We knew the rat in the crawlspace
was chewing on something essential.
But who’d go down to set the traps?
The house was ours—wasn’t it my duty
to protect it? Woodchucks arrived,
nipped the heads off all the better flowers.
Deer browsed their way
through the evergreens. Beside the porch
ants assembled their castles, then moved
into the damp wall of the kitchen.
What fine idea of nature would let me feel
my house might as well be theirs?
By morning, moles had taken over the lawn.
I flattened their little tunnels
and felt satisfied. By afternoon
all of them had been built again.
“When those ants get a taste of this,”
the exterminator told us, “you just watch
what happens.” He pumped the wall
full of poison. They wouldn’t budge.
“Pinwheels,” said the clerk at the hardware store.
“Moles hate those things. Try pinwheels.”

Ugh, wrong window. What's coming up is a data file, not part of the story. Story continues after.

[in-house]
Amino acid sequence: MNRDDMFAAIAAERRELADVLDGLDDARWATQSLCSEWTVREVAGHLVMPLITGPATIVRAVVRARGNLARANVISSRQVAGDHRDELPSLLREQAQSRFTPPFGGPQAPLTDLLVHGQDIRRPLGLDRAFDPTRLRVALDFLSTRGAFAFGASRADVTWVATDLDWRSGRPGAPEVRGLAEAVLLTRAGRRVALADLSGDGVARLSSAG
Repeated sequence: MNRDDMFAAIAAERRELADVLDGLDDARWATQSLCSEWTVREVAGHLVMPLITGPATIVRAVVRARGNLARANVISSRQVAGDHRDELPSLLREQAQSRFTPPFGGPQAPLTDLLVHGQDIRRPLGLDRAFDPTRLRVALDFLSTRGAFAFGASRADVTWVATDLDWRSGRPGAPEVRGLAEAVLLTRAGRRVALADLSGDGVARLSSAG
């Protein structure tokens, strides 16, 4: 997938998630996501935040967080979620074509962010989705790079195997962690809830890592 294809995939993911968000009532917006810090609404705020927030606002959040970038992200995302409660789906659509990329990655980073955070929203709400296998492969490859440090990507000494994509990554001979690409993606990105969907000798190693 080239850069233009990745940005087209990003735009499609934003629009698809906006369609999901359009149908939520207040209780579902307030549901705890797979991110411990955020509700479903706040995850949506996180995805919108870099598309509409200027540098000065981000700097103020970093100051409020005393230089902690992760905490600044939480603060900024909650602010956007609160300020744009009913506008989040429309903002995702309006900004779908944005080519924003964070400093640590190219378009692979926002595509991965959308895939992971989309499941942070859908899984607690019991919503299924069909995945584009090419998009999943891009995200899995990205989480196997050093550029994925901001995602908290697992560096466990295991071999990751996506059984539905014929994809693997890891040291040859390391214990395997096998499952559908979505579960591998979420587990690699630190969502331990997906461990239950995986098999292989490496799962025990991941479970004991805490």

The yard was a vast city, the house another.
I considered the advantages of resignation.
I thought of Thoreau in his cabin,
Wordsworth among his daffodils and ruins.
I thought of all the great poems
of sympathetic observation, how my poem
wouldn’t be one of them,
though in the end it might still assume
a certain festive air, with many
bright wheels spinning in the breeze
as if some splendid party
had been happily concluded, the children
driven home, only the dutiful father
left out in the evening, smiling at his work.